- The Washington Times - Monday, January 8, 2001

NASHVILLE, Tenn. Last year the fates were with the Tennessee Titans, beneficiaries of the Music City Miracle. This year the charmed team in the NFL playoffs is the Baltimore Ravens as the Titans learned oh-so-painfully yesterday. Talent is great, and home-field advantage helps, too, but destiny trumps all in pro football's postseason, and the Ravens definitely have the Force with them.

How could they not after what has transpired the last two weeks? In the first round against Denver, they scored the back-breaker on a flat pass that caromed off two players and turned into a 58-yard Shannon Sharpe touchdown. And yesterday, against the defending AFC champs, they broke the game open with two fourth quarter TDs, neither of which was supplied by their offense.

As Baltimore's stunning 24-10 victory became increasingly inevitable, "I just kept seeing us last year," said Tennessee defensive tackle John Thornton. "Things were going right for them. The same thing happened to us last year."

How many NFL teams have ever gained 134 yards and won a playoff game? Well, the Ravens did yesterday. They ran two plays all afternoon that worked a pass to Sharpe that went for 56 (and set up their first touchdown) and another to Qadry Ismail that went for 33. In their other 41 plays, they netted a grand total of 45 yards. Forty-five yards. You could run 41 quarterback sneaks and pick up more yardage than that.

How many NFL teams have ever had two punts blocked inside their own 30, no less and won a playoff game? Well, the Ravens did yesterday. Why? Because the Titans got only three points out of them, thanks to some great backs-to-the-wall play by the Baltimore defense.

Then there's Anthony Mitchell, the Ravens' first-year safety. Mitchell made the single biggest play of the game a 90-yard run with a blocked field goal to put Baltimore ahead 17-10. And you know what? He had never played on the unit before. But yesterday he had to replace Corey Harris, who was elevated to the starting lineup because of an injury to Kim Herring. Would Harris have grabbed the ball on the blocked field goal and run 90 yards? Would anyone other than Anthony Mitchell have done it?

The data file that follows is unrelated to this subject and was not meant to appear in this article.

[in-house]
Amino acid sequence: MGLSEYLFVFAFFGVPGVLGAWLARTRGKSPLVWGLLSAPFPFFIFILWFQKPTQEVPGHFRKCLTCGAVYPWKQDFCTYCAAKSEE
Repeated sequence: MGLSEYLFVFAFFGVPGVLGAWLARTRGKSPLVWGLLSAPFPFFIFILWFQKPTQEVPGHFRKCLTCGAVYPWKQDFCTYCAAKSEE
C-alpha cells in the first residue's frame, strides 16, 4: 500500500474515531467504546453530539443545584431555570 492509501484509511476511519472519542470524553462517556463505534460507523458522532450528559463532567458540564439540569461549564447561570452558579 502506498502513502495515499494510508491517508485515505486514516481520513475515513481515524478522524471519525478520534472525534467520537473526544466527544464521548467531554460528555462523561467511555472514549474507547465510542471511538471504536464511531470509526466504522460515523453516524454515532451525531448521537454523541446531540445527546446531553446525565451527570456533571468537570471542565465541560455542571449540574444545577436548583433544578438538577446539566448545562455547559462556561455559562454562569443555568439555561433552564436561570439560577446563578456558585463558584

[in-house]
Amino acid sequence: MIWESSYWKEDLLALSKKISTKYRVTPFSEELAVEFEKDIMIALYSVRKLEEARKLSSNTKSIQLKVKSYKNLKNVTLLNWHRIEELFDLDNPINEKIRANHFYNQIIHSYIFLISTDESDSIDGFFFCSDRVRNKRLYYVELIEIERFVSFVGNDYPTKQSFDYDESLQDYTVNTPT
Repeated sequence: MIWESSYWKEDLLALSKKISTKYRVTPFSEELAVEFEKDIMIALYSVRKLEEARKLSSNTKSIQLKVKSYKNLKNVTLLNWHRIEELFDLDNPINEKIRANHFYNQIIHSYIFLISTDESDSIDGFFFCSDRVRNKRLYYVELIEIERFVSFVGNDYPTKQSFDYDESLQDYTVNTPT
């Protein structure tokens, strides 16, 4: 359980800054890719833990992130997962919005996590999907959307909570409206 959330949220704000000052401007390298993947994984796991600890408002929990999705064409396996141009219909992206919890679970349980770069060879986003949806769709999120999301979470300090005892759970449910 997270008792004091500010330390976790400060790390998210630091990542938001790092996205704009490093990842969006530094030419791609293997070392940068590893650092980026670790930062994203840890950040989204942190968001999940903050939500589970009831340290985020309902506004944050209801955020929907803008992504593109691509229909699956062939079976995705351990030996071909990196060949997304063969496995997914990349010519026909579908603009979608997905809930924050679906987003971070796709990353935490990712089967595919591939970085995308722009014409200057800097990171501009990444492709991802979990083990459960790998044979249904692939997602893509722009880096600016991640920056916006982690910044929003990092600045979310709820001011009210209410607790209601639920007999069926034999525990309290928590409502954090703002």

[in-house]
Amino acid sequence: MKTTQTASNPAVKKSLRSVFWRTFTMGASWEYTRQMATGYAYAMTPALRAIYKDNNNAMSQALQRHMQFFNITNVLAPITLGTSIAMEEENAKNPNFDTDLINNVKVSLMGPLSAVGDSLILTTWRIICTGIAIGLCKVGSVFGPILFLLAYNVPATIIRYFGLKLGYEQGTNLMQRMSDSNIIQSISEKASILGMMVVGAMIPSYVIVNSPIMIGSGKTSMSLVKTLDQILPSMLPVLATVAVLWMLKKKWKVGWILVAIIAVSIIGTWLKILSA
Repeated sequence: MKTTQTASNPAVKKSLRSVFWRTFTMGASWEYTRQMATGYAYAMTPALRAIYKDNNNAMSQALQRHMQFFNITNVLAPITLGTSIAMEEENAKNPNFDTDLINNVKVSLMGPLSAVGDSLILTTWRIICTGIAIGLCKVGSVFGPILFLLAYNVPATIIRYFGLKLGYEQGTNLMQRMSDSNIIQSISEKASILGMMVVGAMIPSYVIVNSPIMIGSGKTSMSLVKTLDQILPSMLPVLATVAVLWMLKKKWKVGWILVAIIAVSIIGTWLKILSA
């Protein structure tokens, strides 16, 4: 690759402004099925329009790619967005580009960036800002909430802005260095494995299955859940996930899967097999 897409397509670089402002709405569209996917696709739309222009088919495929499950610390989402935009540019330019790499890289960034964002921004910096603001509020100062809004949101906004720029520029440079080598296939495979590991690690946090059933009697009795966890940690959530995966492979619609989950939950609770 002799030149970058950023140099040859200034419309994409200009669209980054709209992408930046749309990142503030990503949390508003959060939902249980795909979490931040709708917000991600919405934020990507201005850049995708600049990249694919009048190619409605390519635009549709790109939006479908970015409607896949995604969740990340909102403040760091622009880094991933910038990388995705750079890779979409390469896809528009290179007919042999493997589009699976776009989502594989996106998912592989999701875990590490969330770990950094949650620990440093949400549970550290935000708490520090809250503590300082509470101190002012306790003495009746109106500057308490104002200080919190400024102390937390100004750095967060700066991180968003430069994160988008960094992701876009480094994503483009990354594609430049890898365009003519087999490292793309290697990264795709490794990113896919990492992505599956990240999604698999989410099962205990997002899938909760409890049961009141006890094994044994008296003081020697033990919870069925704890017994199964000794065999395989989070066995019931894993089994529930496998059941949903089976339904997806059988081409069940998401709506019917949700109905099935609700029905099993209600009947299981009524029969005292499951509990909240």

"It's the bounce," Tennessee's Jeff Fisher said. "As a rule, if the ball goes across the line of scrimmage [on a blocked field goal], you let it lay. They picked it up and ran it back for a touchdown. We had two [blocked punts] behind the line of scrimmage [and didn't advance the ball]. We couldn't get a bounce."

No wonder Art Modell visited his team's locker room after the game. When players have that kind of karma going for them, you want some of it to rub off on you.

"I haven't come down [after the games] at all this year," he said, "because I felt this room belongs to the players and coaches. They don't need me running around answering questions. But I thought I ought to be here to say hello to the players" and maybe get one of them to buy a lottery ticket for him. The way the Ravens are going, it would undoubtedly be a winner.

Keith Washington, the Ravens' backup defensive end, hadn't blocked a field goal all season until yesterday. Then he got a hand on not one but two of Al Del Greco's kicks, the second deflection winding up in Mitchell's mitts.

Ray Lewis, the Ravens' incomparable middle linebacker, had never scored a touchdown in his NFL career until yesterday. Then, in the fourth quarter, he picked off a pass that the Titans' Eddie George was bobbling and 50 yards and about three hours later crossed the goal line to give Baltimore a 14-point cushion. (I'm pretty sure he stopped for dinner along the way.)

"And you guys thought it took me a long time [to go 58 yards against Denver last week]," Sharpe cracked.

"He's slow as [the dickens]," Rod Woodson said of Lewis. "Number 71 [Fred Miller, Tennessee's 315-pound offensive tackle] caught him, he just couldn't tackle him."

These kinds of things don't happen every week. They only happen when a club is on a serious roll. The Ravens must be at the point now, after escaping Adelphia Coliseum with a victory for the second straight time, where they almost expect fortune to smile on them. No visiting team in the league has been able to win in Nashville except Baltimore.

"The road to the Super goes through where?" Sharpe chortled. "Adelphia Coliseum? We just foreclosed on this place today."

It's not that the Ravens aren't good. They're plenty good. It takes more than smoke and mirrors to reel off nine straight victories in the NFL. But they're also beginning to develop this aura about them. It's a charmed life they're living the charmed life of champions. And now they'll attempt to bring the Raiders under their spell, with a berth in the Super Bowl at stake. The way their luck has been running, they just might pull it off.


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